The original 176 emojis
Millennials text almost exclusively with them. Even your mom has managed to master the smiley face/red heart combo. And now, they’ve entered MoMA‘s collection—perhaps the most canonical grouping of modern artworks anywhere.
Whether you feel they can express your true feelings better (or at least more concisely) than words ever could, or deride them as an unmistakable marker of our society’s degeneration, emojis are here and here to stay. As Paul Galloway of MoMA’s Architecture and Design department notes, “Filling in for body language…emoji reassert the human in the deeply impersonal, abstract space of electronic communication.”
The original emoji set, already looking downright quaint
This visual language of 176 images was originally developed by Japanese telecom company NTT DOCOMO, under the supervision of Shigetaka Kurita, in 1999. The number of symbols would greatly expand after Apple adopted it in 2011, and seems to do so exponentially with each software update. When NTT DOCOMO “donated” the imagery to MoMA (where it was recently displayed in the lobby), naysayers denounced the exhibition as schlock, a publicity stunt, an insult to the Rodins standing feet away.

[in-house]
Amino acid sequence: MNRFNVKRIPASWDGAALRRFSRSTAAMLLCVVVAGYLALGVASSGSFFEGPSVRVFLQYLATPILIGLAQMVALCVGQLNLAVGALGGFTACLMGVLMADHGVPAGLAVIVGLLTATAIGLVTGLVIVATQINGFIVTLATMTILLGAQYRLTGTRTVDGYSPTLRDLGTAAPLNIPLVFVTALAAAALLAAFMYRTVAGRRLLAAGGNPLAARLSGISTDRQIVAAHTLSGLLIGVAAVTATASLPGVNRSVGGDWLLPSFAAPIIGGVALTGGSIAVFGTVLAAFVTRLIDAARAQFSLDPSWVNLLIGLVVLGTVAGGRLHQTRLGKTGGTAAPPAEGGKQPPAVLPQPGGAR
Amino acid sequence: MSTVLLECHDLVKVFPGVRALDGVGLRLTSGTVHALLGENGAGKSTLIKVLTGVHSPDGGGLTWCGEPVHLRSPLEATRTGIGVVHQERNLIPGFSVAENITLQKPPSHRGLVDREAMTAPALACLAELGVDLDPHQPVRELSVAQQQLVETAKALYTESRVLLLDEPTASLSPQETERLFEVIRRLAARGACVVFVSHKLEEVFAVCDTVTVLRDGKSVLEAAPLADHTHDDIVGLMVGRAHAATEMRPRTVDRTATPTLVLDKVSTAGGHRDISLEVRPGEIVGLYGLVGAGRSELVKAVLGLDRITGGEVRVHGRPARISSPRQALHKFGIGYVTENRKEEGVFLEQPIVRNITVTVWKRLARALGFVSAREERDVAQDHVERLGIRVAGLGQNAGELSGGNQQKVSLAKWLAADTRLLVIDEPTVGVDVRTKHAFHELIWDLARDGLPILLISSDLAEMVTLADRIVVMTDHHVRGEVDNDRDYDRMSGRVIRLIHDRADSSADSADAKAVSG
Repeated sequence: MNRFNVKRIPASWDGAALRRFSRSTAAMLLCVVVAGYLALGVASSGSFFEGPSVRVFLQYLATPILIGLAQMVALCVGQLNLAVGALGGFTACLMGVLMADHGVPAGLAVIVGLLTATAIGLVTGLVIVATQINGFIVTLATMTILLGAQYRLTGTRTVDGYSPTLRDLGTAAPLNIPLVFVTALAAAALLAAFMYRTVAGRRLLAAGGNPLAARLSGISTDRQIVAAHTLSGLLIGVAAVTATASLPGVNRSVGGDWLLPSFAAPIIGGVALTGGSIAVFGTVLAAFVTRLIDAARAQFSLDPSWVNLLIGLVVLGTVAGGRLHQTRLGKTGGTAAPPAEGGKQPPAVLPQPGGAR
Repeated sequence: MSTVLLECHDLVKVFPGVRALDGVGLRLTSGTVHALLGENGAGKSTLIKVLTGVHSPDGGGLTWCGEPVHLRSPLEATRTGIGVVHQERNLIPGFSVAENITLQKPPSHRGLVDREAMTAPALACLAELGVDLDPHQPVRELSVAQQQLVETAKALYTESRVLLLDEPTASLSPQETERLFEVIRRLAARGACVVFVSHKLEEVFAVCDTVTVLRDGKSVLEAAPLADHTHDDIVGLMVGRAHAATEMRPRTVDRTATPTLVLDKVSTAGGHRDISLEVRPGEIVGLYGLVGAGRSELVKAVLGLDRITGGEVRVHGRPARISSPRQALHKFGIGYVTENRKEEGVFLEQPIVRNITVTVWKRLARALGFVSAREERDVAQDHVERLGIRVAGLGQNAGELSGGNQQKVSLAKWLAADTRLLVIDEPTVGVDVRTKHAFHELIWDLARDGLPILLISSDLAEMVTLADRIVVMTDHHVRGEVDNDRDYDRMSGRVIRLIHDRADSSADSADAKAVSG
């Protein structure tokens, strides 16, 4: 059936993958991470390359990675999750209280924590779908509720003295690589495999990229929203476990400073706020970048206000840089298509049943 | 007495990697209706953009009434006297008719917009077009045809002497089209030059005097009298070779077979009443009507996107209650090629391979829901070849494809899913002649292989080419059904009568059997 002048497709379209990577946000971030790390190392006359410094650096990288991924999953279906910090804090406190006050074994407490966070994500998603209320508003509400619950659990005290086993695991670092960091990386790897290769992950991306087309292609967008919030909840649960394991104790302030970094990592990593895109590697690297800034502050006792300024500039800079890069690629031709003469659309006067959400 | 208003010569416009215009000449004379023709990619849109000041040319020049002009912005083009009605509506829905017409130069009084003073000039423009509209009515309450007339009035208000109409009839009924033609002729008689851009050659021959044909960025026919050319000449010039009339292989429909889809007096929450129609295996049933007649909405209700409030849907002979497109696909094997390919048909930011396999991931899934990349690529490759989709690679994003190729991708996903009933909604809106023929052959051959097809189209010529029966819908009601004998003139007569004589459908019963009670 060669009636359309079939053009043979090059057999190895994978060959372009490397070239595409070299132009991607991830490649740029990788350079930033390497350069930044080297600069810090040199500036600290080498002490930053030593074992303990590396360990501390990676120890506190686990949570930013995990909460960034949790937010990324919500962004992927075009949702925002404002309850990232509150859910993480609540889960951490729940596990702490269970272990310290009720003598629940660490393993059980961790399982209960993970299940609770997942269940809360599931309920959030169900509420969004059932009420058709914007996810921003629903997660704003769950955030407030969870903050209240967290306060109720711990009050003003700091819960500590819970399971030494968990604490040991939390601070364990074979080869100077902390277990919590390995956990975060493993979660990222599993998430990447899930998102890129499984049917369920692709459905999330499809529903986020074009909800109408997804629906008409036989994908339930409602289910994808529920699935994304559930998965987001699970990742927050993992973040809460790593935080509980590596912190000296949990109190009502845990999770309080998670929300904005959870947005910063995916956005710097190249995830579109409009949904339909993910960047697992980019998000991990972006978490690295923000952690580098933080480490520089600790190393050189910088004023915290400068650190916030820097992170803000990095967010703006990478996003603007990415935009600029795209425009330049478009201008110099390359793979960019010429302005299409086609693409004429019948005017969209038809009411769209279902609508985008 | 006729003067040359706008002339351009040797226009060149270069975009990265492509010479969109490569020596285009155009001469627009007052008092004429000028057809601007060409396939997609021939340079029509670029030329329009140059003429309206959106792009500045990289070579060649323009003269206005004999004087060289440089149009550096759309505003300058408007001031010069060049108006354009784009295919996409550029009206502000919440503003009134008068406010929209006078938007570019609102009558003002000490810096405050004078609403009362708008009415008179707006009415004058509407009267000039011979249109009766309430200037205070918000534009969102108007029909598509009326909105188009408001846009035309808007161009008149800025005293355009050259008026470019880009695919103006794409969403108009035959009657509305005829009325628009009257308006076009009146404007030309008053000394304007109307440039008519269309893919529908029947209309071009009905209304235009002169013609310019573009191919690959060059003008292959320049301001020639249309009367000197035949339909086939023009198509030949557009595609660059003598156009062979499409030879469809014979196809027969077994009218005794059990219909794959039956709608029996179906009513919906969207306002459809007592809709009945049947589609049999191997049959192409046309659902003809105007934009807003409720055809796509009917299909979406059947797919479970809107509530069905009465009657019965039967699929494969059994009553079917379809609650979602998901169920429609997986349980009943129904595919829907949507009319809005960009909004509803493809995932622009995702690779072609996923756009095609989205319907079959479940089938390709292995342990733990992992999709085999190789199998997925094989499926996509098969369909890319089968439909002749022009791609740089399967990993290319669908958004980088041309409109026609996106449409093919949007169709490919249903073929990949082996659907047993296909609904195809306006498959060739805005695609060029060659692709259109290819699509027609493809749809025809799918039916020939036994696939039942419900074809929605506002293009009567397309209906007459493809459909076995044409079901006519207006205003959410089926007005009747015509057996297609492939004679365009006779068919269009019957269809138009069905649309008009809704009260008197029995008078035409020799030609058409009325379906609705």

True, an emoji may not hold the visual impact of, say Starry Night; but communicating with symbols is as old as civilization, from Egyptian hieroglyphics to cave paintings at Lascaux. Keeping track of our digital history is essential; it’s human history now, and in an age where so much information and communication is transmitted wirelessly, having some record of our path is all the more important.
Hieroglyphics at the Louvre